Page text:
Best Buy on the other hand has led the way in showcasing how Twitter can be a great customer service channel with Twelpforce. Twelpforce provides consumers with immediate access to approximately 3,000 Blue Shirts who are ready to help solve any technical challenge, all via tweets.
Now we are seeing a new social experience emerge completely driven by images, and channels such as Pinterest are quickly becoming an e-commerce force. In a recent Bizrate Insights study, 32% of online shoppers in North America made a purchase based on seeing the image of the product on a social network like Pinterest. And moving beyond purchases, a recent study by BlogHer noted that 81% of the female Pinterest audience trusted the site for information and advice. That's stronger influence than both Twitter and Facebook.
So, while the landscape is forever shifting, let’s talk about a few ways you can harness the power of these channels today to set yourself up for a successful future.
1. Be accessible. From a mobile perspective, make sure your digital presence can be easily accessed and that it fits the platform. In short, what you do on a tablet is not always the same as your smartphone. And from the viewpoint of social media, customize your approach for each channel and let your audience guide you in how they want to be engaged. Most importantly, don’t feel like you have to be involved in every channel. Only take on those you can manage regularly, since the consumer will expect constant attention.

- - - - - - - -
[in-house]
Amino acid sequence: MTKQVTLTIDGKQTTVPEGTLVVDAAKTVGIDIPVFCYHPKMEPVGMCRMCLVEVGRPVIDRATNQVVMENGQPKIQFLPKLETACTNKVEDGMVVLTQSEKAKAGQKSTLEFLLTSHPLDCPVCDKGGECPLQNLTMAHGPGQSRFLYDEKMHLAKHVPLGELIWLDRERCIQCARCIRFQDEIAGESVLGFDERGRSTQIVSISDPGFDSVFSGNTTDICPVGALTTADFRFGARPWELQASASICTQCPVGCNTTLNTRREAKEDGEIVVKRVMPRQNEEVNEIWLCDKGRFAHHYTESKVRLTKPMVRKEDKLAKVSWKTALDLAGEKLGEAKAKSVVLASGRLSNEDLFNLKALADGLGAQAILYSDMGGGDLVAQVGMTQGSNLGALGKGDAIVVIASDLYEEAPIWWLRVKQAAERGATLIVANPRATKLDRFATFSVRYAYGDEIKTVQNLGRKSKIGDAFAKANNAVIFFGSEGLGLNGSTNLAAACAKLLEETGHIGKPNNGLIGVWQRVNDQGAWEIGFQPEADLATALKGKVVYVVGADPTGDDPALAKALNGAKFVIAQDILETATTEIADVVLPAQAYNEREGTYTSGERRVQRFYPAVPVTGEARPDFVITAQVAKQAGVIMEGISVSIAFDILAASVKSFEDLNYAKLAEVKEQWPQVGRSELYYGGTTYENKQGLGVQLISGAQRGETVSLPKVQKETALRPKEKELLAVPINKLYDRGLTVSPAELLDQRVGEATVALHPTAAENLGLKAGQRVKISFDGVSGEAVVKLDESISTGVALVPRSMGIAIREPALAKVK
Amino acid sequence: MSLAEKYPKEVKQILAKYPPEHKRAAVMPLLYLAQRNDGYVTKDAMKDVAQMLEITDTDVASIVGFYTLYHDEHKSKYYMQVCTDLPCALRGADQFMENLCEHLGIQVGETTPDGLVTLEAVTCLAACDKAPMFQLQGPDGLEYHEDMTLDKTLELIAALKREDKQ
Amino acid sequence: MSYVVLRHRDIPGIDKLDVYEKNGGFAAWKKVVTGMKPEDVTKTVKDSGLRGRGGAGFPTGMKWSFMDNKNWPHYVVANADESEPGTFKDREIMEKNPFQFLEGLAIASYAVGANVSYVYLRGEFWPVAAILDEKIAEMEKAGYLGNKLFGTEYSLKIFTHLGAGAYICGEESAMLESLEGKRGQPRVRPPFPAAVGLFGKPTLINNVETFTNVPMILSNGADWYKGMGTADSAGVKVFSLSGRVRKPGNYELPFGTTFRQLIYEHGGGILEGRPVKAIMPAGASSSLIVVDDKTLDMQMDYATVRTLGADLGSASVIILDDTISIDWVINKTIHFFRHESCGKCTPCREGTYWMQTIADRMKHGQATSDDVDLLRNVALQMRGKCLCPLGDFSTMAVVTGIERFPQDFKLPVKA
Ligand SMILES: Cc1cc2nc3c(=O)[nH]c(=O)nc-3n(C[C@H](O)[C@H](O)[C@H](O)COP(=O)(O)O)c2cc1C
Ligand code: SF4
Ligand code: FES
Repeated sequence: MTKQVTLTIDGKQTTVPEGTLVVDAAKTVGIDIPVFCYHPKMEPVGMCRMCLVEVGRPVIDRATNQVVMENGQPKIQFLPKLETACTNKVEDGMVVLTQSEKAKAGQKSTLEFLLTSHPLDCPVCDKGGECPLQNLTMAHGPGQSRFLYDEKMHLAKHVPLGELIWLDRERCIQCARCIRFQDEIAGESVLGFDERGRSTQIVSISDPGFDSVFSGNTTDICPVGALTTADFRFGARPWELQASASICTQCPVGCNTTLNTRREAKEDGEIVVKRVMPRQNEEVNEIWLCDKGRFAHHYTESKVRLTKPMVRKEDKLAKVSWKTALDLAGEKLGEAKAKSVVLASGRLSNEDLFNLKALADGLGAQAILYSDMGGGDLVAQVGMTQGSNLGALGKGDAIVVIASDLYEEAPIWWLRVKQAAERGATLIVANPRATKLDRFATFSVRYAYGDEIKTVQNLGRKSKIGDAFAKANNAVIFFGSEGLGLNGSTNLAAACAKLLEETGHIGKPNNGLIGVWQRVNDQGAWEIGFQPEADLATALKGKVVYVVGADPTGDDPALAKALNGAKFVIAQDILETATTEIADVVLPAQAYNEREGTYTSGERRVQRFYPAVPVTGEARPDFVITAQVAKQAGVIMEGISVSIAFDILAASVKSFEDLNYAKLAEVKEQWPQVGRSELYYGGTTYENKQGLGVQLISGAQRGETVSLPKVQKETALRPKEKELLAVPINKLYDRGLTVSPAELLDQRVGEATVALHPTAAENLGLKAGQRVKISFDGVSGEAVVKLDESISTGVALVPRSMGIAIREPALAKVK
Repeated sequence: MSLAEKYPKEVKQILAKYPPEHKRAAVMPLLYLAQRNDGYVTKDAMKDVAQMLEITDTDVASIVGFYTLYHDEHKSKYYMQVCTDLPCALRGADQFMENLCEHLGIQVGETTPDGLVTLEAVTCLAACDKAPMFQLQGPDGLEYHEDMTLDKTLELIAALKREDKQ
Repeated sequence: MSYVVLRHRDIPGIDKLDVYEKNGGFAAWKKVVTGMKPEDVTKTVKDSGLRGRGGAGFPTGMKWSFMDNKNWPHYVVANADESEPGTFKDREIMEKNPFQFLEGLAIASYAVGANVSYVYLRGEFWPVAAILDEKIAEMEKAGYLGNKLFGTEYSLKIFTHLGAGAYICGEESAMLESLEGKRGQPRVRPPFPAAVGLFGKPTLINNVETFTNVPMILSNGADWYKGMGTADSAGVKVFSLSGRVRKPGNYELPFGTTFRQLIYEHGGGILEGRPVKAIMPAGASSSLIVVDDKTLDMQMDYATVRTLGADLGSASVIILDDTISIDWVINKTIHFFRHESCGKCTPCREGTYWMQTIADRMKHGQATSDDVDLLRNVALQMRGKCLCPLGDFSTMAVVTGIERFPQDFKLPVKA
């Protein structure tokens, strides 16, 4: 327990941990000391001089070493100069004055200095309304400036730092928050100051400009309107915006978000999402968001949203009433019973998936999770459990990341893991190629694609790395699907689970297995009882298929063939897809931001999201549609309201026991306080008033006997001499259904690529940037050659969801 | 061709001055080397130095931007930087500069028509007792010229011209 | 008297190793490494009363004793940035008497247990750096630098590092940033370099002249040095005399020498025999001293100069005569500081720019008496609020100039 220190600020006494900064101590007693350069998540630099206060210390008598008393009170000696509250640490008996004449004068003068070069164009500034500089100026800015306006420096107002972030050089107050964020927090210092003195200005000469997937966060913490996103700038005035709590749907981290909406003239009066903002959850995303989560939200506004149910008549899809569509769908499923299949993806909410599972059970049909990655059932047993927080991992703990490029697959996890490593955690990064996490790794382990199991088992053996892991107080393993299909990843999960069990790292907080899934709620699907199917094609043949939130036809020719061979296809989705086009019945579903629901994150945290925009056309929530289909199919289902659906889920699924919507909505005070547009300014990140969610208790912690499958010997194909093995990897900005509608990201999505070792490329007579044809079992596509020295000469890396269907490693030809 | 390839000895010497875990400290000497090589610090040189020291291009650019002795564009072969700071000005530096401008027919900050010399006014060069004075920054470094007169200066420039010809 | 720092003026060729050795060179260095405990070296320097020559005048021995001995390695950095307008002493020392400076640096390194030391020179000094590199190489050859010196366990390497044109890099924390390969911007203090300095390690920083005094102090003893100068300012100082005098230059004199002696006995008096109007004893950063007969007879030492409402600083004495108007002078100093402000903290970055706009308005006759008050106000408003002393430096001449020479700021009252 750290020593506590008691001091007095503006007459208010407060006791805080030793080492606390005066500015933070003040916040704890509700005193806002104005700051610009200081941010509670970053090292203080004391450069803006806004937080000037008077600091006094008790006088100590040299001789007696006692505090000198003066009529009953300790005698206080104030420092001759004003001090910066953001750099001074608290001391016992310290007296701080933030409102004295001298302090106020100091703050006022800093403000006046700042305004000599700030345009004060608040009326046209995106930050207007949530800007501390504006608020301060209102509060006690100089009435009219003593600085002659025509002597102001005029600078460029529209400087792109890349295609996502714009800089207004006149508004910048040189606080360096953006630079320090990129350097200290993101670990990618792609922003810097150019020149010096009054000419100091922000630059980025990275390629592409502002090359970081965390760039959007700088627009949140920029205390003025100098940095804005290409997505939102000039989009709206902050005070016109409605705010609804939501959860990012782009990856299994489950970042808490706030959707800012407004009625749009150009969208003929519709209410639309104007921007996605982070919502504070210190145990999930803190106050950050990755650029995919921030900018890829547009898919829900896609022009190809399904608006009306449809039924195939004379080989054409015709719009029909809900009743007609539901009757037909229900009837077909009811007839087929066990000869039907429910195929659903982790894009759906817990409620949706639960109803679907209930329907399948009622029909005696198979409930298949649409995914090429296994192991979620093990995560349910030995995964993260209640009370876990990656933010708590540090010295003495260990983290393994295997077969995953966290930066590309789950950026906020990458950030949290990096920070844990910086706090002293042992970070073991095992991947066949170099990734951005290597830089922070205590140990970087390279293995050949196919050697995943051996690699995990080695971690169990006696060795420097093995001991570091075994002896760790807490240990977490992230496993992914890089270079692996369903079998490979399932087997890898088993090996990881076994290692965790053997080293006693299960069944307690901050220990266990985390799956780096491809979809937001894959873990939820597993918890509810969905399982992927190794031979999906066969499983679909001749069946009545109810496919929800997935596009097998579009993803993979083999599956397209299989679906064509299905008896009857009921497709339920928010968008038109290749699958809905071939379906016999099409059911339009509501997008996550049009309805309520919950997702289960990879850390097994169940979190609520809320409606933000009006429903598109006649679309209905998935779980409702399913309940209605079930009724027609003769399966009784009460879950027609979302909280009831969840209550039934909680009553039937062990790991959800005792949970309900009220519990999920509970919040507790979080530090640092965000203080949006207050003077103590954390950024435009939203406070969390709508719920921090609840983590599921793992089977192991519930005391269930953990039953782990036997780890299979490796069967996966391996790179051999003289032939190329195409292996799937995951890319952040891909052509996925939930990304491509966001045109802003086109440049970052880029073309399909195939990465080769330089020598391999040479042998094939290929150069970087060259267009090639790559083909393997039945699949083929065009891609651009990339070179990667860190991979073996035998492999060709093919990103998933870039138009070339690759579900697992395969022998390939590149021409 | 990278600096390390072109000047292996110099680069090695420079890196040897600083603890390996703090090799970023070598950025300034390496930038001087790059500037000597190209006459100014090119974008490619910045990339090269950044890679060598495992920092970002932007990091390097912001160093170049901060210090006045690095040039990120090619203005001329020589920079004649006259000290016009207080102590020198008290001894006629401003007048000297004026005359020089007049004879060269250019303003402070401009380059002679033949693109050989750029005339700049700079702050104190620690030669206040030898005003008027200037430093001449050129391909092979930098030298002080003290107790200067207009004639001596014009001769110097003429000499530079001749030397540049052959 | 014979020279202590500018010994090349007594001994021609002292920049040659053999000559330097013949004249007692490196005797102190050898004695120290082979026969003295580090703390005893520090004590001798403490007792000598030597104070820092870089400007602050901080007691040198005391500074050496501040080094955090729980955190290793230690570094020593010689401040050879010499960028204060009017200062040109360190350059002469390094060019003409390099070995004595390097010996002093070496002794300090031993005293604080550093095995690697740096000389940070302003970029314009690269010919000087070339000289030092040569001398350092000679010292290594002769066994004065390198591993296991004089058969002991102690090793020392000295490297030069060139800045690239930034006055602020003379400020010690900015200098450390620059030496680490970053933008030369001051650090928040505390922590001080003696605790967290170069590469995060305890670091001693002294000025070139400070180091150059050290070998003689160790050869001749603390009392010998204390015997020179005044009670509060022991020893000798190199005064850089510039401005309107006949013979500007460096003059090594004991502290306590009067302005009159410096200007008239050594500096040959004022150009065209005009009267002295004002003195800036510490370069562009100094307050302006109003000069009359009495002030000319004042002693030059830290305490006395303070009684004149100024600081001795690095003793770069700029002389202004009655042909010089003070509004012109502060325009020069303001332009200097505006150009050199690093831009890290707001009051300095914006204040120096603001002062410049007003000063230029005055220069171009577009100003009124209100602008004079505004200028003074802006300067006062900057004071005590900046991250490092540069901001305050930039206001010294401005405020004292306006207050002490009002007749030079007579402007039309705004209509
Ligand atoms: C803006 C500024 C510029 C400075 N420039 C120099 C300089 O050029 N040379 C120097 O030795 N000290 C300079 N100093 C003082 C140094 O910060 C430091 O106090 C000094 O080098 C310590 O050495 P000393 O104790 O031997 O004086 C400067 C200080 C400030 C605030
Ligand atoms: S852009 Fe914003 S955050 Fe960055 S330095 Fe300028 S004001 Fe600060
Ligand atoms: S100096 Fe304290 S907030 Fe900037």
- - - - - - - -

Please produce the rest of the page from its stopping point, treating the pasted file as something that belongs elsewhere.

2. Consistent experiences. Don’t view your e-commerce and retail initiatives as separate entities. Understand that the perception of your brand isn’t focused on a single channel, but instead is shaped by the collective experience across all channels. Think about how you can use the in-store experience to drive digital engagement. Look at things like mobile check-in offers. Integrate QR codes to share custom content. Make it easy for customers to share your products with their social networks. And subsequently, look to identify ways that you can use digital media to drive foot traffic. Above all, ensure that each experience is representative of the brand you seek to portray.
3. Learn. One of the biggest advantages retailers (or any marketer for that matter) have when using digital media is the ability to collect deep insights on customer engagement. It sounds basic, but you must have a solid plan for what data points you are going to monitor and how you will use them to shape your engagement strategy. Then, as resources allow, look at tying all of your channels together to create a holistic understanding of the needs of your customers. This will help you build a seamless experience across all channels, benefiting your customers and your business.
Since technology shows no signs of slowing down, there’s no better time than now to embrace the shift. And remember, Rome wasn’t built in a day and baby steps can lead to monster gains.
Derek Bonney is managing director at Manifest Digital, a user-centered design firm that uncovers powerful insights to create award‐winning websites, mobile applications, online ad campaigns, events and brand experiences. HE can be reached at email@example.com.